The Health Protection Surveillance Centre has today been informed that two patients diagnosed with COVID-19 in Ireland have died.
The patients are a female and in the east of the country, with an underlying health condition and a male, in the east of the country.
There have now been nine COVID-19 related deaths in Ireland.
The Health Protection Surveillance Centre has been informed of 235 new confirmed cases of COVID-19 in Ireland, as at 1pm, Wednesday 25 March.
There are now 1,564 confirmed cases of COVID-19 in Ireland.
The HSE is now working to identify any contacts the patients may have had to provide them with information and advice to prevent further spread.
Today’s data from HPSC, as of midnight, Monday 23nd March (1,164 cases), reveals:
- 55% are male and 45% are female, with 63 clusters involving 289 cases
- The median age of confirmed cases is 45 years
- 305 cases (26%) have been hospitalised
- Of those hospitalised, 39 cases have been admitted to ICU
- 283 cases (24%) are associated with healthcare workers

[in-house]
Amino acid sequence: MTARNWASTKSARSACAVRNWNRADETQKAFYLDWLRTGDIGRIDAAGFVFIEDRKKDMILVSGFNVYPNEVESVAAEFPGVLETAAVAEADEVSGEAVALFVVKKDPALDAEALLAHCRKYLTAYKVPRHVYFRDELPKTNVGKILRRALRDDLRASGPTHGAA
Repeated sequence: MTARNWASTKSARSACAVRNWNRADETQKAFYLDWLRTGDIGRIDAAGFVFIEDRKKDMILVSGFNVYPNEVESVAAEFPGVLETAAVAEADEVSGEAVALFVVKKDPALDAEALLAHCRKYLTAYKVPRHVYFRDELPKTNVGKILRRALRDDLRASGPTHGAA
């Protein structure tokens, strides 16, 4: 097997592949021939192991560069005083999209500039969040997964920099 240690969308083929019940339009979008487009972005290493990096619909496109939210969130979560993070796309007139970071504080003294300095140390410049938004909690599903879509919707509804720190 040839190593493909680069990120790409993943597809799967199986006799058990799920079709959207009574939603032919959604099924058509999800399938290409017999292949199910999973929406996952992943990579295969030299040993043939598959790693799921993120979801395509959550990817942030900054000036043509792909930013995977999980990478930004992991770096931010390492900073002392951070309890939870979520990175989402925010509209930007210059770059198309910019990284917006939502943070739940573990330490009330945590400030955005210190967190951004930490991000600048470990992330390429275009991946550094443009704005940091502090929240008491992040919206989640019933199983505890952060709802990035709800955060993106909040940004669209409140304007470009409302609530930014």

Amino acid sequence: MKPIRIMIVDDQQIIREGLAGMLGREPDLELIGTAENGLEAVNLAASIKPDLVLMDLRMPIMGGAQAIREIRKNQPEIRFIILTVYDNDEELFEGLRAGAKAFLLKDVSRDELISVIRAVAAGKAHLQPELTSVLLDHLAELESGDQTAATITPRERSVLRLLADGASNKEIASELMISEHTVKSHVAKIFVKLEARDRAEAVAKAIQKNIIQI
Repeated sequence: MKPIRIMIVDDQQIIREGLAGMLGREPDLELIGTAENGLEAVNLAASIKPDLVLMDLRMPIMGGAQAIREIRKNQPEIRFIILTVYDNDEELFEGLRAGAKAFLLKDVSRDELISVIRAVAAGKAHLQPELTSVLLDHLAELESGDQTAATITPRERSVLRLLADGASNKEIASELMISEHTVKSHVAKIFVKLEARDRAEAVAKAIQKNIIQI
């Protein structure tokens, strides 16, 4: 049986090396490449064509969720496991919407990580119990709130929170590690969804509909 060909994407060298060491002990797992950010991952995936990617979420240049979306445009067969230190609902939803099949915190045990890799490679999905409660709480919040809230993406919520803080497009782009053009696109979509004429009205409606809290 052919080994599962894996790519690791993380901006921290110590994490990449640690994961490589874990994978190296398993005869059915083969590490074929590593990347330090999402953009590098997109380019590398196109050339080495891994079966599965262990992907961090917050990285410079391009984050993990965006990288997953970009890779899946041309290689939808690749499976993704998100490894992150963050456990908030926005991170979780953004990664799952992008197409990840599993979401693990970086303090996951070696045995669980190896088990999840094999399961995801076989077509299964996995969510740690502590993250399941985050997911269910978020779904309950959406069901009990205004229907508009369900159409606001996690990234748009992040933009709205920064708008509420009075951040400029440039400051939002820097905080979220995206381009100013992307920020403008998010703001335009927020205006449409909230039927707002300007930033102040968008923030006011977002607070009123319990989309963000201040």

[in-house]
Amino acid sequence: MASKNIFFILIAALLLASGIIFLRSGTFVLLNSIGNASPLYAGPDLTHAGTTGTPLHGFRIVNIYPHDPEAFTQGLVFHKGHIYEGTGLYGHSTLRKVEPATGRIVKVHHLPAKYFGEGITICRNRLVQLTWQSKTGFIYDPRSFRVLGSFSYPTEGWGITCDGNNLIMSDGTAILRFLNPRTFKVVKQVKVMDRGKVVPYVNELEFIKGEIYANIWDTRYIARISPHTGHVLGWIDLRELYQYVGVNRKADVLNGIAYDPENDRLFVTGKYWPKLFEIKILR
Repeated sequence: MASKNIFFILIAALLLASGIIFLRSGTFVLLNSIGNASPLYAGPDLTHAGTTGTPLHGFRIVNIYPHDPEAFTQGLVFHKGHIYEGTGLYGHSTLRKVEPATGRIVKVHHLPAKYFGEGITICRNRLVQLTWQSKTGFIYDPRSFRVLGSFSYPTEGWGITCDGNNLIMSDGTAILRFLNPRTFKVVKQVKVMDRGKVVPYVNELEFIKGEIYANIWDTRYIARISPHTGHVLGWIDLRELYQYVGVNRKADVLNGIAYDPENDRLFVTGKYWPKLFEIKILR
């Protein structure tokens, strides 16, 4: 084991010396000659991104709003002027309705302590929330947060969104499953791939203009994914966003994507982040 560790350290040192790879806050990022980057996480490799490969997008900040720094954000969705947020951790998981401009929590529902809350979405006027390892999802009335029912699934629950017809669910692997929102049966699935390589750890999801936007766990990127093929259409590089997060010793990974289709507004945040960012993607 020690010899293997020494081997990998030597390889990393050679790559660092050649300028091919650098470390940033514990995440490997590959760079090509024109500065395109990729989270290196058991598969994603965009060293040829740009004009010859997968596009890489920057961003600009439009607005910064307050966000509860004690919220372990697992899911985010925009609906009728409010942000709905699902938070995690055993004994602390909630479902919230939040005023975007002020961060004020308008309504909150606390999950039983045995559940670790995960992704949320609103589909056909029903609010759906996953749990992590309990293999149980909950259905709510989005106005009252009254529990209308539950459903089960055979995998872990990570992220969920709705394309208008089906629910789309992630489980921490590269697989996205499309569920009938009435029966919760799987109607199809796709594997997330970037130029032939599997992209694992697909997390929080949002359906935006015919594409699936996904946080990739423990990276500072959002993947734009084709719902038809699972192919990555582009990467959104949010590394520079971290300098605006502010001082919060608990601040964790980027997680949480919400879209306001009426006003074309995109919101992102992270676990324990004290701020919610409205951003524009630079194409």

- Dublin has the highest number of cases at 559, (57% of all cases) followed by Cork with 133 cases (11%)
- Of those for whom transmission status is known: community transmission accounts for 49%, close contact accounts for 23%, travel abroad accounts for 28%
Dr. Tony Holohan, Chief Medical Officer, Department of Health, said; “Our data showed yesterday that only 6% of our tests so far returned positive; so for every 100 people we test we are only finding 6 people with COVID-19. In light of this, our case definition changed.
“Changing case definition is a standard practice in managing pandemics. Ultimately, we want our 6% detected rate to increase, we want to find as many people as possible with COVID-19, isolate them and contain the spread.”
Dr. Ronan Glynn, Deputy Chief Medical Officer, Department of Health said; “We are seeking to prioritise those who are to be tested with a focus in the short-term on those who are vulnerable and those who are at the highest risk to exposure.”
Dr. Colm Henry, Chief Clinical Officer, HSE said; “There has been ongoing engagement with GPs over the past 24 hours. GPs are best placed to advise individuals with symptoms whether they need a test or not. Ultimately, the test has no impact on the clinical course of this disease and the priority for anyone with symptoms is to isolate themselves.”